Japan inflation data, China Loan Prime Rates

Singapore Tourism Board says it won’t see Chinese tourist numbers reach pre-Covid levels this year despite reopening

Number of Chinese tourists to Singapore will not fully recover by 2023: Singapore Tourism Board

The number of Chinese travelers to Singapore will not reach pre-pandemic levels by 2023 despite China’s opening up and the rise of regional travel, said Keith Tan, CEO of the Singapore Tourism Board.

“We don’t expect Chinese visitors and Chinese money to return to pre-Covid levels this year,” Tan told CNBC’s “Squawk Box Asia” on Friday.

“Not only in Singapore… But also the airlines in China, and the airports in China, and if they are ready to continue with many international flights,” he added.

However, Singapore’s hospitality and luxury goods sectors will benefit from Chinese travelers who can afford higher prices on flights and hotels, Tan said. The city’s conference industry is also expected to benefit from China’s reopening as more business travelers descend on events and conferences.

Tan also highlighted that Singapore expects to see full recovery across all markets by 2024.

— Charmaine Jacob

Fed’s Williams insists there is ‘more work to do’ on inflation

The president of the Federal Reserve Bank of New York John Williams emphasized that there is still much to be done in terms of monetary policy to bring inflation down to the central bank’s target.

Speaking at an event organized by the Fixed Income Analysts Society, Williams was quoted as saying: “It is clear that monetary policy still has more work to do to bring inflation down to our 2% target. on a long-term basis,” said Reuters.

“Restoring price stability is essential to achieving maximum employment and long-term sustainability, and it is essential to stay the course until the job is done,” he said.

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The Federal Reserve’s two-day meeting ended on February 1, with the market pricing in a 97.2% chance of a 25-basis rate hike, according to CME Group data, bringing rates interest at 4.5% -4.75%. .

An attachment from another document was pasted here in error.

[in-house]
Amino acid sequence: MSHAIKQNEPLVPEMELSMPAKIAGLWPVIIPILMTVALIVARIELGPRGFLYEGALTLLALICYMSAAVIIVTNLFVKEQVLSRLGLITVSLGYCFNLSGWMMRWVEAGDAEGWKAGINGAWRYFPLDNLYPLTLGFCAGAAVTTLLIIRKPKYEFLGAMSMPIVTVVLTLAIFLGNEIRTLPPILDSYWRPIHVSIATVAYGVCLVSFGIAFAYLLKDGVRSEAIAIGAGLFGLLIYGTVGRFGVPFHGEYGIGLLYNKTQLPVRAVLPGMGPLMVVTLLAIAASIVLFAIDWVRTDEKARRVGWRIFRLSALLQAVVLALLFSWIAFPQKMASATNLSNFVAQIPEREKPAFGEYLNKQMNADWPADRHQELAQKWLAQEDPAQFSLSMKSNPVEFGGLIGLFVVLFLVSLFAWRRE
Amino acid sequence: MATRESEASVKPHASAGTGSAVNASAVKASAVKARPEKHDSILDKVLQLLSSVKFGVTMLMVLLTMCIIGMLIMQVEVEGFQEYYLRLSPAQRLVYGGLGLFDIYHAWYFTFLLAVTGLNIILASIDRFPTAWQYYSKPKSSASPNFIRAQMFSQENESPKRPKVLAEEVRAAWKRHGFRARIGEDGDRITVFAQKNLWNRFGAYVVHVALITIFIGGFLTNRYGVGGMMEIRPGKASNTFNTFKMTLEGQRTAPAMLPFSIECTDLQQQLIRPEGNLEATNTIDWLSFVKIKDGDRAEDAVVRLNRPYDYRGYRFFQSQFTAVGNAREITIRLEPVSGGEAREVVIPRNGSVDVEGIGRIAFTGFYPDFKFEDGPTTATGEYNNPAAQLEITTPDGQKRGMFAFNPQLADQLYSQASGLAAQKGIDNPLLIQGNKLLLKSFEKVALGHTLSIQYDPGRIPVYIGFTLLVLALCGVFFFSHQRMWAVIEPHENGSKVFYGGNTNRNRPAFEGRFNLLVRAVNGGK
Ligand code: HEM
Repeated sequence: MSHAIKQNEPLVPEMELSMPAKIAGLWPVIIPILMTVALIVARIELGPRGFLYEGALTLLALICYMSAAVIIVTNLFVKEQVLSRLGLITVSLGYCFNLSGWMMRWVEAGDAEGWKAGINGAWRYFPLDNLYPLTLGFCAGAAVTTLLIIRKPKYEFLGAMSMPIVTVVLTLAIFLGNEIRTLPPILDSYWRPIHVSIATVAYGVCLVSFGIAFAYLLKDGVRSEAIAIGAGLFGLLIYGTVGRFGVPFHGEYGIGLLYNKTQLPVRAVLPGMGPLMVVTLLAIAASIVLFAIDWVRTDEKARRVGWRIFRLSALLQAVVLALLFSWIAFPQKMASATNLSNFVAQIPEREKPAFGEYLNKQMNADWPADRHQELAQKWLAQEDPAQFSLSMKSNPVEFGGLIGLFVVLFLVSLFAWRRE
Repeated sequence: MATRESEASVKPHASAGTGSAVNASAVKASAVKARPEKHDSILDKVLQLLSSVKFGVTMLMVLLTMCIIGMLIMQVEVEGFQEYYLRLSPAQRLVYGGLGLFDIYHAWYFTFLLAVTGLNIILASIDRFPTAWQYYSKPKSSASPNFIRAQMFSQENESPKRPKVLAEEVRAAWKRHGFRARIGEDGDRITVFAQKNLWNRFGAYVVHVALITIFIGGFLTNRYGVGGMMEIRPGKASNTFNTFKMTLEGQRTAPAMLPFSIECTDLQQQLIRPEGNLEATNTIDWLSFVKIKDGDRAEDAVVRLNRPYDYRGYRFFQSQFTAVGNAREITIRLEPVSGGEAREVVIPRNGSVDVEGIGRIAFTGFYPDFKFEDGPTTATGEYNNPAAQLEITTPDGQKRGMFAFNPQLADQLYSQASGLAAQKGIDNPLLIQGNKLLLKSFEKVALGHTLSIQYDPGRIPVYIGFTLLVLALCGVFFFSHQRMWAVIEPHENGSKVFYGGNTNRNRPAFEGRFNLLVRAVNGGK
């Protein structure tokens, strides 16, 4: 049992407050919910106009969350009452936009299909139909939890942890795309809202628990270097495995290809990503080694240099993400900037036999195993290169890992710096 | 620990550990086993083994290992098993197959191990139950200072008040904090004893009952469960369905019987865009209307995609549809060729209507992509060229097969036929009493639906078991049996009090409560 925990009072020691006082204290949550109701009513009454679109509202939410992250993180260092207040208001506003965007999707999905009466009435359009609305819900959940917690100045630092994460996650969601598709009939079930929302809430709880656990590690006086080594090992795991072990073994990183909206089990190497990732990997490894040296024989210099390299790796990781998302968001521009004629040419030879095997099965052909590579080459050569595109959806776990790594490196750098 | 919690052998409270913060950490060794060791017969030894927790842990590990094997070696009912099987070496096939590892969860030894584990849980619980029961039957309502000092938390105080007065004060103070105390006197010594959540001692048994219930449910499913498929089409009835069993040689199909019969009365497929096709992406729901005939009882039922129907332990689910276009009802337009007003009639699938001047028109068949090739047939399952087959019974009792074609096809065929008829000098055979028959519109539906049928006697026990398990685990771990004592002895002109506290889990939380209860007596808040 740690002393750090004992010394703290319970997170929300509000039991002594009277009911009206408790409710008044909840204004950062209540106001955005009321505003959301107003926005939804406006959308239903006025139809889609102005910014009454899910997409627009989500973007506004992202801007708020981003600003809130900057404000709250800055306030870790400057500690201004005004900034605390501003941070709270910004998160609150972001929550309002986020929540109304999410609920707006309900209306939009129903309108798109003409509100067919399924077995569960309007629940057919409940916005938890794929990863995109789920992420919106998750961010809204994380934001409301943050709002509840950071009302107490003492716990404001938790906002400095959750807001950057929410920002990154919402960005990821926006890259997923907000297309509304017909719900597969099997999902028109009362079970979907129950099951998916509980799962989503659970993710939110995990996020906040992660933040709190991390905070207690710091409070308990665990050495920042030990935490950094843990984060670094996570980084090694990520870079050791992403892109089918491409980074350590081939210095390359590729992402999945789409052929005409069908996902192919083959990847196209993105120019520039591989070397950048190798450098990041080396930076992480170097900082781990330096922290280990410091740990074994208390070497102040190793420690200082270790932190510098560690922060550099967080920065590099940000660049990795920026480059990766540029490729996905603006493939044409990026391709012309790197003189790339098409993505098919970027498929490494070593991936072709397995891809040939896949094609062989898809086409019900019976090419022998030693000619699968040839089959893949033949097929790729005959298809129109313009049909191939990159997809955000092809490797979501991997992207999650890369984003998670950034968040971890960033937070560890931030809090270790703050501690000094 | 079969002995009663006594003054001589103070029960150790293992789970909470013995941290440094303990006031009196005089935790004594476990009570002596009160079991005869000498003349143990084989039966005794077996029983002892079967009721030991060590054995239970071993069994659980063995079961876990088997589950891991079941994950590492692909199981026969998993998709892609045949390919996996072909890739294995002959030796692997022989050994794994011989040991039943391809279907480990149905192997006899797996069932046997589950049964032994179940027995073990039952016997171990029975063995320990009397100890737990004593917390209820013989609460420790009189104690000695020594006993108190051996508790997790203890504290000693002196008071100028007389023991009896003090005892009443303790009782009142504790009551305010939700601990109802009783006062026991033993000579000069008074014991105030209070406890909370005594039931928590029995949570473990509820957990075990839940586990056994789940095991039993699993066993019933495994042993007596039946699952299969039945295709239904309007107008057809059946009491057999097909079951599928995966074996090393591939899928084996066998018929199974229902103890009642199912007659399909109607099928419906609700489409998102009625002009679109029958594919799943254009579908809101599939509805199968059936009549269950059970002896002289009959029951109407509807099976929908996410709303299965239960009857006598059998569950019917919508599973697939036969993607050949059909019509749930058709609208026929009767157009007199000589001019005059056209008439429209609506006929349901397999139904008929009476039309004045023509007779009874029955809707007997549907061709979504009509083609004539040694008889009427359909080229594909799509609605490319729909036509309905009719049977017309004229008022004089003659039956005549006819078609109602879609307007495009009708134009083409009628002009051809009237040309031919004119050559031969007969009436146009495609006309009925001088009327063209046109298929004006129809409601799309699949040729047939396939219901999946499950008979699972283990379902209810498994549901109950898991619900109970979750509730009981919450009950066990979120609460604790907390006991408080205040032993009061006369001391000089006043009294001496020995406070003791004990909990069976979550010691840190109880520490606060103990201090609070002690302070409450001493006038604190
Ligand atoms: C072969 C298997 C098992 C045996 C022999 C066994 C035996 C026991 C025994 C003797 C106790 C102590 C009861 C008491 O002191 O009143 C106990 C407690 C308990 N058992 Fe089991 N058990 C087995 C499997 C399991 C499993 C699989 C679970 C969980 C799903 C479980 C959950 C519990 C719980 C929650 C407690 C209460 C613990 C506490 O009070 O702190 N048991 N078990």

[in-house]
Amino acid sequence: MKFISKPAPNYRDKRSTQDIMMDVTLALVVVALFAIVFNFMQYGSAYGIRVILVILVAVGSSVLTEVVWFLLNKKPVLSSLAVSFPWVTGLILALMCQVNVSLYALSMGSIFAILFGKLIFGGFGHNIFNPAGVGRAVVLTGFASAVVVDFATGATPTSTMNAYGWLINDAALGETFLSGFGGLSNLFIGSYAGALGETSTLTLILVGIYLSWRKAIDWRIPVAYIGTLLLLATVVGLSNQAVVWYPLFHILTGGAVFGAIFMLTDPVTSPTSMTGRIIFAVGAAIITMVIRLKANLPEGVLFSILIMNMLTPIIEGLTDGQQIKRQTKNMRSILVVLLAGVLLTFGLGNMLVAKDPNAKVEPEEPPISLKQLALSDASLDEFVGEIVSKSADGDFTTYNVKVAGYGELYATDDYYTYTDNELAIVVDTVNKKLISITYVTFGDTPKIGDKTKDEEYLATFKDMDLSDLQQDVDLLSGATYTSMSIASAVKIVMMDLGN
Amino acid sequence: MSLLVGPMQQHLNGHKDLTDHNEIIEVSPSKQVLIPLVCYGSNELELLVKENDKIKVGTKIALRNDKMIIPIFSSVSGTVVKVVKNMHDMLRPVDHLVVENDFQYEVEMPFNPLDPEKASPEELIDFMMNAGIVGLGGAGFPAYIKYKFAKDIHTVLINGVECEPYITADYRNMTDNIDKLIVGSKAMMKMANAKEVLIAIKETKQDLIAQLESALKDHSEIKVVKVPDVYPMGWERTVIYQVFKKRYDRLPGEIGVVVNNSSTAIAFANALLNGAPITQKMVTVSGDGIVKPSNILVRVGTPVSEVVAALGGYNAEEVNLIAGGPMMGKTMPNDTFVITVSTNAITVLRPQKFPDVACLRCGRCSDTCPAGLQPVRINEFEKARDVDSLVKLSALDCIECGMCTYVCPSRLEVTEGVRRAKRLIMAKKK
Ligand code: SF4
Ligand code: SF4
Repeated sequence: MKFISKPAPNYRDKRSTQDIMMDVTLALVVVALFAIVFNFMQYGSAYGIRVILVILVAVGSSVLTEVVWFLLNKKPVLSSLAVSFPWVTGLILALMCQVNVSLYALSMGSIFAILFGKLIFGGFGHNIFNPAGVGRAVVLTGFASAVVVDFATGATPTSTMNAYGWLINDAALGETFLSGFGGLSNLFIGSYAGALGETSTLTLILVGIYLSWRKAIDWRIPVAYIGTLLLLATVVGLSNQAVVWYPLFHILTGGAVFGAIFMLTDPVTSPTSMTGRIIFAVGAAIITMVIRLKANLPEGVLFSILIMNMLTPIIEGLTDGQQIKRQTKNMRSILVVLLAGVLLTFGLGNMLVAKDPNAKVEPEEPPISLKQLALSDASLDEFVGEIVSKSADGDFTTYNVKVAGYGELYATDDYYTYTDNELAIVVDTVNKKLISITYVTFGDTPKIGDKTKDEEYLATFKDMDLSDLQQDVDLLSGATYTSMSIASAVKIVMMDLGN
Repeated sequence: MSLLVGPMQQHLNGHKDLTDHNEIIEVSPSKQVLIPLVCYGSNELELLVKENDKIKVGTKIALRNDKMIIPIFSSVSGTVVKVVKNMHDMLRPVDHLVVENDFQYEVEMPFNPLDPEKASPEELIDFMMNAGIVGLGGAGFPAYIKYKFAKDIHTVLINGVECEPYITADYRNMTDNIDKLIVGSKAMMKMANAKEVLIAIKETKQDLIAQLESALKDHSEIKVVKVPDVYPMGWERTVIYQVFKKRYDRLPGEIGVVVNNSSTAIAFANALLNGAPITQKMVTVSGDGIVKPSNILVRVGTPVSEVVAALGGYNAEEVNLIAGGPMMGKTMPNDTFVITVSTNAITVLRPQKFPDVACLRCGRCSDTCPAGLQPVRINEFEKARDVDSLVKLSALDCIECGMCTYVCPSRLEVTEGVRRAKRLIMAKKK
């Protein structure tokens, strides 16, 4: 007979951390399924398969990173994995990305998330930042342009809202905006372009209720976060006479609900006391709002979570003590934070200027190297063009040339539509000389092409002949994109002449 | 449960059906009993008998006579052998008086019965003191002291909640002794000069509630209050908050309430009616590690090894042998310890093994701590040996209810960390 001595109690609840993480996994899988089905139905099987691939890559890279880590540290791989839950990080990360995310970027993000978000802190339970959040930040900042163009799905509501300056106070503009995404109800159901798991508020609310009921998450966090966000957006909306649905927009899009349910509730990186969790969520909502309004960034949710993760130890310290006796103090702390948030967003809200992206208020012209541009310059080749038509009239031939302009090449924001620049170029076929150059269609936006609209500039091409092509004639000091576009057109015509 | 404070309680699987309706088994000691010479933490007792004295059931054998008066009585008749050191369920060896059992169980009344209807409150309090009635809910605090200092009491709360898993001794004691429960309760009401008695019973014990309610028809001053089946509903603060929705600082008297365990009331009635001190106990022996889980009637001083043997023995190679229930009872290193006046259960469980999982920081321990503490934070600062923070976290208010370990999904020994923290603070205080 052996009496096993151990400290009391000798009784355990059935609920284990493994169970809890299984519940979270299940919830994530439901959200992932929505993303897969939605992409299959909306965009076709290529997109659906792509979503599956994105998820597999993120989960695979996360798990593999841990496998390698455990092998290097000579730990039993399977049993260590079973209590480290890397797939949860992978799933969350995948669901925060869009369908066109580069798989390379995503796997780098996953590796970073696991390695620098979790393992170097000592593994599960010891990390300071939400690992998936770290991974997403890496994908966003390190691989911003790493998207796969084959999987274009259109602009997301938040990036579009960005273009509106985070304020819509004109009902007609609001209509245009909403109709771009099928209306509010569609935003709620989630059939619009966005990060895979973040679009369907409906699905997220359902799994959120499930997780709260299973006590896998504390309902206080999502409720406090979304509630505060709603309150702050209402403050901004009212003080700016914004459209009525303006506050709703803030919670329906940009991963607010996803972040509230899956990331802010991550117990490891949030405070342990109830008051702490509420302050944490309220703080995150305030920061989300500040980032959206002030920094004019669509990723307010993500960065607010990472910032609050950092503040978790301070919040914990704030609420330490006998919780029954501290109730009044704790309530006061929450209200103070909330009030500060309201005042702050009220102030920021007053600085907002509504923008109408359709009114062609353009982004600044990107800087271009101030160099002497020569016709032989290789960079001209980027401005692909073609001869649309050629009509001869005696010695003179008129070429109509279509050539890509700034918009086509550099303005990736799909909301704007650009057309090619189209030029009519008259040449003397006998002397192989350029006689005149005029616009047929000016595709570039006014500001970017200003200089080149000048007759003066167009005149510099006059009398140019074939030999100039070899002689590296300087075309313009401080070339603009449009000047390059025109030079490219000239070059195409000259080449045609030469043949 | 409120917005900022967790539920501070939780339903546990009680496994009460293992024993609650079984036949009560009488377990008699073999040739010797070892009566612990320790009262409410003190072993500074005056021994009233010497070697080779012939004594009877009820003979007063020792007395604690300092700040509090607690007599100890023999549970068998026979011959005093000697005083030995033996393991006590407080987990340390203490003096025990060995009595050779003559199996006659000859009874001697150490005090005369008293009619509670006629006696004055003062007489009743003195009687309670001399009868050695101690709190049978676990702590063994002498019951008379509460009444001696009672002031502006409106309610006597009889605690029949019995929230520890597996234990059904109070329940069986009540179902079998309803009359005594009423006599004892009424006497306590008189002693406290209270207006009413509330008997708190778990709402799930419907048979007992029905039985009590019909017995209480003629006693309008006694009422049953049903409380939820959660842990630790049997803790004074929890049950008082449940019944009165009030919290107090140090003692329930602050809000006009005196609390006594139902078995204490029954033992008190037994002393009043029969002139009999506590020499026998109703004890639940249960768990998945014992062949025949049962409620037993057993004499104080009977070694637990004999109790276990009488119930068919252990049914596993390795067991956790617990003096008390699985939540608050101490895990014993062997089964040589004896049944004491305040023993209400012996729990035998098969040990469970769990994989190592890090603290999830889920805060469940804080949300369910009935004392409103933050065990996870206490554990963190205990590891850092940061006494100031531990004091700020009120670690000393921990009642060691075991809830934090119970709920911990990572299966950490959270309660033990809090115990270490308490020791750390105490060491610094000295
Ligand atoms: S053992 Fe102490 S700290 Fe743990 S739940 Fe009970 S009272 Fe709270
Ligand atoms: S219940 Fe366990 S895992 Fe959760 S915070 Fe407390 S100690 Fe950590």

— Jihye Lee

Bitcoin crashed after Genesis filed for Chapter 11 bankruptcy in New York

Bitcoin fell about 0.5% after Crypto company Genesis filed for Chapter 11 bankruptcy in New York.

The company listed 50-99 creditors in the “mega” bankruptcy filing, with combined debts ranging from $1.2 billion to $11 billion, according to the bankruptcy filing. .

Genesis has been negotiating with lenders represented by law firms Kirkland & Ellis and Proskauer Rose, sources familiar with the matter told CNBC. The loss puts Genesis alongside other fallen crypto exchanges including BlockFi, FTX, Celsius, and Voyager.

The cryptocurrency last traded at $21,054.

— Rohan Goswami, MacKenzie Sigalos, Jihye Lee

China left the 1-year, 5-year loan rate unchanged

The People’s Bank of China left the 1-year and 5-year lending rates unchanged, in line with expectations.

The 1-year LPR remained at 3.65% while the 5-year LPR remained at 4.3%, both unchanged from August 2022.

The onshore and offshore Chinese yuan was flat and last stood at 6.7679 and 6.7738 against the US dollar.

— Jihye Lee

Inflation in Japan rose 4% in December, highest since 1981

Inflation in Japan rose to 4% in December last year on an annual basis, the highest since December 1981 and in line with expectations.

The reading is up from the 3.7% inflation reading seen in November.

On a monthly basis, consumer prices rose 0.2% in December, remaining unchanged from the previous month.

The Japanese yen traded 0.16% weaker against the US dollar to stand at 128.63.